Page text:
Guidelines for Documenting Architectural Decisions

Given the context of evolvable software architecture and agile projects, documentation must be concise, clear, effective and… constantly changing. Nobody wants to stare at big walls of text in long software design document just to figure out the information is outdated.

Photo by Brett Jordan on Unsplash

Moving fast, experimenting often or pivoting on ideas requires quick decisions.

Decision making is a cognitive process resulting in the selection of a belief or a course of action among several possible alternative options.

In software engineering we strive to avoid any irrational aspect that could influence our decision making process. Another important aspect is that most often our decisions are part of a complex adaptive system and are highly contextual and temporal. Failing to document decisions can negatively affected the software development process and force engineers to either blindly accept the decision or to blindly change it. Therefore the need to documenting architectural decisions in the right ways is very real.

An Architectural Decision (AD) is a software design choice that addresses a functional or non-functional requirement that is architecturally significant. An Architecturally Significant Requirement (ASR) is a requirement that has a measurable effect on a software system’s architecture and quality.

An architectural decision might, for instance, be a technology choice (e.g., MySQL vs. MongoDB), a choice of the IDE (e.g., IntelliJ vs. Eclipse IDE), a choice between a library (e.g., SLF4J vs java.util.logging), or a decision on features (e.g., infinite undo vs. limited undo). Any decisions that might have an impact on the architecture somehow are architectural decisions.

Sustainable Architectural Design Decisions

There are five characteristics of a sustainable architectural design decision:

  1. Strategic – consider strategic consequences and long-term impact.
  2. Measurable and manageable – the decision’s outcome should be measurable over time according to objective criteria.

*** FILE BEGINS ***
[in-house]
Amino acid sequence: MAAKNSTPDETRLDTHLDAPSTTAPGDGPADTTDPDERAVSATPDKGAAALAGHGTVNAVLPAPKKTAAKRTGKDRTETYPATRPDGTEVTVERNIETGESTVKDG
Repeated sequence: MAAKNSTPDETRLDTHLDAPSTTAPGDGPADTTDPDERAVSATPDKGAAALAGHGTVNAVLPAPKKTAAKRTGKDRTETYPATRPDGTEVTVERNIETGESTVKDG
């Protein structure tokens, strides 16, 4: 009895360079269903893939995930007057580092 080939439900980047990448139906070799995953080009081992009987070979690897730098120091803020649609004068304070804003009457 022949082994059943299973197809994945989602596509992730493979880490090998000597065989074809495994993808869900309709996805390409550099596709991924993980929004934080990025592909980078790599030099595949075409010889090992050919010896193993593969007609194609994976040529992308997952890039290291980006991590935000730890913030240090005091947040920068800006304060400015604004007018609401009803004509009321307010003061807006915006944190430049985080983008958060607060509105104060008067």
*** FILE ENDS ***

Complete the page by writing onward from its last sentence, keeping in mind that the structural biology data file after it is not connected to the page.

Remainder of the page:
3. Achievable and realistic – the rationale for fitting the solution to the problem should be chosen pragmatically and made explicit.
  4. Rooted in requirements – company environment, requirements, constraints in development team size and skills should be considered.
  5. Timeless – decisions should be based on experience and knowledge that won’t likely be soon outdates.

PRILER checklist

A decision has many aspects we must think of. One way to help identify significant decisions early and manage them is to adopt a mindset for quickly analysing decisions.

The PRILER checklist is a nice way to force decision makers to focus on all aspects of a decision. The purpose of applying the PRILER checklist is to identify significant decisions and to collect the right information.

Good Architectural Decision Records

  • An ADR must be concise but include
    • title
    • context including related technical or functional details
    • problem statement
    • timestamp
    • who’s involved
    • status (proposed | rejected | accepted | deprecated | … | superseded by <ADR>)
    • what follows from making the decision
    • why was this decision made
    • how will this impact – both positive impact and negative impact must be documented.
  • One ADR documents a single decision.
  • ADRs should be immutable. If a new architectural decision was made that affects a previous ADR, the new ADR should be created and should reference the existing one.

High cohesion between context and scope

Technical documentation that focuses on the code should stay close to the code. High cohesion between code and documentation increased chances that software engineers will keep the documentation in sync with the code changes in ever changing code bases.

A simple and effective way to document design decisions is to use ADRs and keep them in the version control system with the source code.

One disadvantage of keeping ADRs in the VCS is that it may make them harder to find by non-technical stakeholders. But this aspect can be improved with the right tooling.

ADR tooling

As Markdown is widely used as the de-facto markup language in software projects, it would make perfect sense to use it to document ADR.

Markdown Any Decision Records (MADR) is a lean template to capture any decisions in a structured way, using Markdown. The template originated from capturing architectural decisions and developed to a template allowing to capture any decisions taken.

Another argument for Markdown is that there are a plethora of tools developed for and around Markdown that can be use to run static analysis on ADR files or transform them to other formats.

Check out my repo if you need a starting point with these tools.

ADR templates

Depending on the type of the project one template could be more suited than other. Check out this link for a nice collection of ADR templates.


Decision making is a cognitive process. An Architectural Decision (AD) is a software design choice that addresses a functional or non-functional requirement that is architecturally significant. Sustainable architectural decisions. Any decisions that might have an impact on the architecture are architectural decisions. Decision makers should aim for sustainable architectural decisions. The PRILER checklist can help in identifying significant architectural decision. A minimalistic decision documentation is preferred and Markdown is an easy to use format and way of keeping it close to code.